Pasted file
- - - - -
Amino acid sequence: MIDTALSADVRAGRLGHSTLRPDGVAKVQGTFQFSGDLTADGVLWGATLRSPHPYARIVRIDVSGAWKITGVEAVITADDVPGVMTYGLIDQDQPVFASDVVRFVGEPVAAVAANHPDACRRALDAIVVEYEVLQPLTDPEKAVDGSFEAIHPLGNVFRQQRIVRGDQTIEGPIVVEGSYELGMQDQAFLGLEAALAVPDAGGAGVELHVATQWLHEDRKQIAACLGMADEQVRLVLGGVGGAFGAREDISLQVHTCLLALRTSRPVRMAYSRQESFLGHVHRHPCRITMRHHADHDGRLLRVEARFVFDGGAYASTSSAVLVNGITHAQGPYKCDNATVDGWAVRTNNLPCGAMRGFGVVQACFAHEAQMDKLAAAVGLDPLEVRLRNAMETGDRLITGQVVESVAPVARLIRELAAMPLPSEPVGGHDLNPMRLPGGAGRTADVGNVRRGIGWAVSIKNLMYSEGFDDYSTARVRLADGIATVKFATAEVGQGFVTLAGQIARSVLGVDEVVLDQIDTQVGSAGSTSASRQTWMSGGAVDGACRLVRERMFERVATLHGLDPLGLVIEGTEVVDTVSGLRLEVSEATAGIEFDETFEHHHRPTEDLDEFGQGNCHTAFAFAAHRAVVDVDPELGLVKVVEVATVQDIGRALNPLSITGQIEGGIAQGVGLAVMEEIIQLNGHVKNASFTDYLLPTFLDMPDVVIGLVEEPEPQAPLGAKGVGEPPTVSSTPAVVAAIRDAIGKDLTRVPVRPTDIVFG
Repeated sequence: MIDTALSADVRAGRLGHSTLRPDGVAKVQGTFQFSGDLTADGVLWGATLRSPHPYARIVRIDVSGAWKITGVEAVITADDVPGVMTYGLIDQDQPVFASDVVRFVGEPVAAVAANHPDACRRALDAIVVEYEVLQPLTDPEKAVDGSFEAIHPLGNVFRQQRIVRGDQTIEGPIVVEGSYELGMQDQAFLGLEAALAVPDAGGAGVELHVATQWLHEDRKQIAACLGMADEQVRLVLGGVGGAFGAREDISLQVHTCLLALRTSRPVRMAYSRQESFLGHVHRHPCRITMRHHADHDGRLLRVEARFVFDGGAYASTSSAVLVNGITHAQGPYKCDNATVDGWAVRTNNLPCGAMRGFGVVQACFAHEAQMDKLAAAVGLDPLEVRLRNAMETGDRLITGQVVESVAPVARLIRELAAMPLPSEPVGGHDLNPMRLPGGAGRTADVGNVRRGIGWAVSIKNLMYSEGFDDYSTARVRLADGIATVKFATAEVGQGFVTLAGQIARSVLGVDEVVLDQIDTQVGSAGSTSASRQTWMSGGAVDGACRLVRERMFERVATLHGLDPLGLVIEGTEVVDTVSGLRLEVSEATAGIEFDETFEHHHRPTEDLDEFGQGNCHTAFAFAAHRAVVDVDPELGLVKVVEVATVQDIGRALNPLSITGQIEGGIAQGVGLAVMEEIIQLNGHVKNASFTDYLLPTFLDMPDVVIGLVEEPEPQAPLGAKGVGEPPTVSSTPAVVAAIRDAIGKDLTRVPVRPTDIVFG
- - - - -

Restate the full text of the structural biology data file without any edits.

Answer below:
Amino acid sequence: MIDTALSADVRAGRLGHSTLRPDGVAKVQGTFQFSGDLTADGVLWGATLRSPHPYARIVRIDVSGAWKITGVEAVITADDVPGVMTYGLIDQDQPVFASDVVRFVGEPVAAVAANHPDACRRALDAIVVEYEVLQPLTDPEKAVDGSFEAIHPLGNVFRQQRIVRGDQTIEGPIVVEGSYELGMQDQAFLGLEAALAVPDAGGAGVELHVATQWLHEDRKQIAACLGMADEQVRLVLGGVGGAFGAREDISLQVHTCLLALRTSRPVRMAYSRQESFLGHVHRHPCRITMRHHADHDGRLLRVEARFVFDGGAYASTSSAVLVNGITHAQGPYKCDNATVDGWAVRTNNLPCGAMRGFGVVQACFAHEAQMDKLAAAVGLDPLEVRLRNAMETGDRLITGQVVESVAPVARLIRELAAMPLPSEPVGGHDLNPMRLPGGAGRTADVGNVRRGIGWAVSIKNLMYSEGFDDYSTARVRLADGIATVKFATAEVGQGFVTLAGQIARSVLGVDEVVLDQIDTQVGSAGSTSASRQTWMSGGAVDGACRLVRERMFERVATLHGLDPLGLVIEGTEVVDTVSGLRLEVSEATAGIEFDETFEHHHRPTEDLDEFGQGNCHTAFAFAAHRAVVDVDPELGLVKVVEVATVQDIGRALNPLSITGQIEGGIAQGVGLAVMEEIIQLNGHVKNASFTDYLLPTFLDMPDVVIGLVEEPEPQAPLGAKGVGEPPTVSSTPAVVAAIRDAIGKDLTRVPVRPTDIVFG
Repeated sequence: MIDTALSADVRAGRLGHSTLRPDGVAKVQGTFQFSGDLTADGVLWGATLRSPHPYARIVRIDVSGAWKITGVEAVITADDVPGVMTYGLIDQDQPVFASDVVRFVGEPVAAVAANHPDACRRALDAIVVEYEVLQPLTDPEKAVDGSFEAIHPLGNVFRQQRIVRGDQTIEGPIVVEGSYELGMQDQAFLGLEAALAVPDAGGAGVELHVATQWLHEDRKQIAACLGMADEQVRLVLGGVGGAFGAREDISLQVHTCLLALRTSRPVRMAYSRQESFLGHVHRHPCRITMRHHADHDGRLLRVEARFVFDGGAYASTSSAVLVNGITHAQGPYKCDNATVDGWAVRTNNLPCGAMRGFGVVQACFAHEAQMDKLAAAVGLDPLEVRLRNAMETGDRLITGQVVESVAPVARLIRELAAMPLPSEPVGGHDLNPMRLPGGAGRTADVGNVRRGIGWAVSIKNLMYSEGFDDYSTARVRLADGIATVKFATAEVGQGFVTLAGQIARSVLGVDEVVLDQIDTQVGSAGSTSASRQTWMSGGAVDGACRLVRERMFERVATLHGLDPLGLVIEGTEVVDTVSGLRLEVSEATAGIEFDETFEHHHRPTEDLDEFGQGNCHTAFAFAAHRAVVDVDPELGLVKVVEVATVQDIGRALNPLSITGQIEGGIAQGVGLAVMEEIIQLNGHVKNASFTDYLLPTFLDMPDVVIGLVEEPEPQAPLGAKGVGEPPTVSSTPAVVAAIRDAIGKDLTRVPVRPTDIVFG